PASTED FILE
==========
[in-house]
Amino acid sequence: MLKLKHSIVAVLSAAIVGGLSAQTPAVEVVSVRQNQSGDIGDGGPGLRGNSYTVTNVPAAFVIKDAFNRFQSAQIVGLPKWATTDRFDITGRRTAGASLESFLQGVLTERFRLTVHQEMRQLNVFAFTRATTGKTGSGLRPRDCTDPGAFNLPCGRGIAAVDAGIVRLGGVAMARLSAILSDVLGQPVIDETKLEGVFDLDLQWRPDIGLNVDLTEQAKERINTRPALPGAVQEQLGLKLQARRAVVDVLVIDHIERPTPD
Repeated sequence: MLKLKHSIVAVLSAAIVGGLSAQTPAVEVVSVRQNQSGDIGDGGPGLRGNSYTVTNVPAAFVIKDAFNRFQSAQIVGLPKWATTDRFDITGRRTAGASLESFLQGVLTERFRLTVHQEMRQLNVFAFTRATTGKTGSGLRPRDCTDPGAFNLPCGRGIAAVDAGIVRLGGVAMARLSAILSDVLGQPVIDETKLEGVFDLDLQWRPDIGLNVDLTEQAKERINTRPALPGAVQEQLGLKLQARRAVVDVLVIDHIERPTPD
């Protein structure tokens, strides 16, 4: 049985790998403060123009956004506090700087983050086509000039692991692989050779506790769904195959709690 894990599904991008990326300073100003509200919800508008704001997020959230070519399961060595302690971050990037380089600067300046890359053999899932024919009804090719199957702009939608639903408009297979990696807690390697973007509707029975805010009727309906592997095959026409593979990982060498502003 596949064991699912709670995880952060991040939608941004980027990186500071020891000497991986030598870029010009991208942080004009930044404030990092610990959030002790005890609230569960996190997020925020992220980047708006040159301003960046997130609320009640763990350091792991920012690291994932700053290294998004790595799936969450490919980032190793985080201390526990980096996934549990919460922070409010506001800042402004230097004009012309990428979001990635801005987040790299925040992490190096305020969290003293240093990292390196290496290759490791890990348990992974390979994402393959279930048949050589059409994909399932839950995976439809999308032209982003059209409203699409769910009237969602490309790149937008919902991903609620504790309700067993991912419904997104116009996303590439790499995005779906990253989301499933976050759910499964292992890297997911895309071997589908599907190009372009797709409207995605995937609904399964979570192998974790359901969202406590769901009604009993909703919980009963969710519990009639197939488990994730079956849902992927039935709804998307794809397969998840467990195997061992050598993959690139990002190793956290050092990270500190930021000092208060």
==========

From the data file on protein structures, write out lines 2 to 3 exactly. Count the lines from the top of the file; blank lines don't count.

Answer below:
Amino acid sequence: MLKLKHSIVAVLSAAIVGGLSAQTPAVEVVSVRQNQSGDIGDGGPGLRGNSYTVTNVPAAFVIKDAFNRFQSAQIVGLPKWATTDRFDITGRRTAGASLESFLQGVLTERFRLTVHQEMRQLNVFAFTRATTGKTGSGLRPRDCTDPGAFNLPCGRGIAAVDAGIVRLGGVAMARLSAILSDVLGQPVIDETKLEGVFDLDLQWRPDIGLNVDLTEQAKERINTRPALPGAVQEQLGLKLQARRAVVDVLVIDHIERPTPD
Repeated sequence: MLKLKHSIVAVLSAAIVGGLSAQTPAVEVVSVRQNQSGDIGDGGPGLRGNSYTVTNVPAAFVIKDAFNRFQSAQIVGLPKWATTDRFDITGRRTAGASLESFLQGVLTERFRLTVHQEMRQLNVFAFTRATTGKTGSGLRPRDCTDPGAFNLPCGRGIAAVDAGIVRLGGVAMARLSAILSDVLGQPVIDETKLEGVFDLDLQWRPDIGLNVDLTEQAKERINTRPALPGAVQEQLGLKLQARRAVVDVLVIDHIERPTPD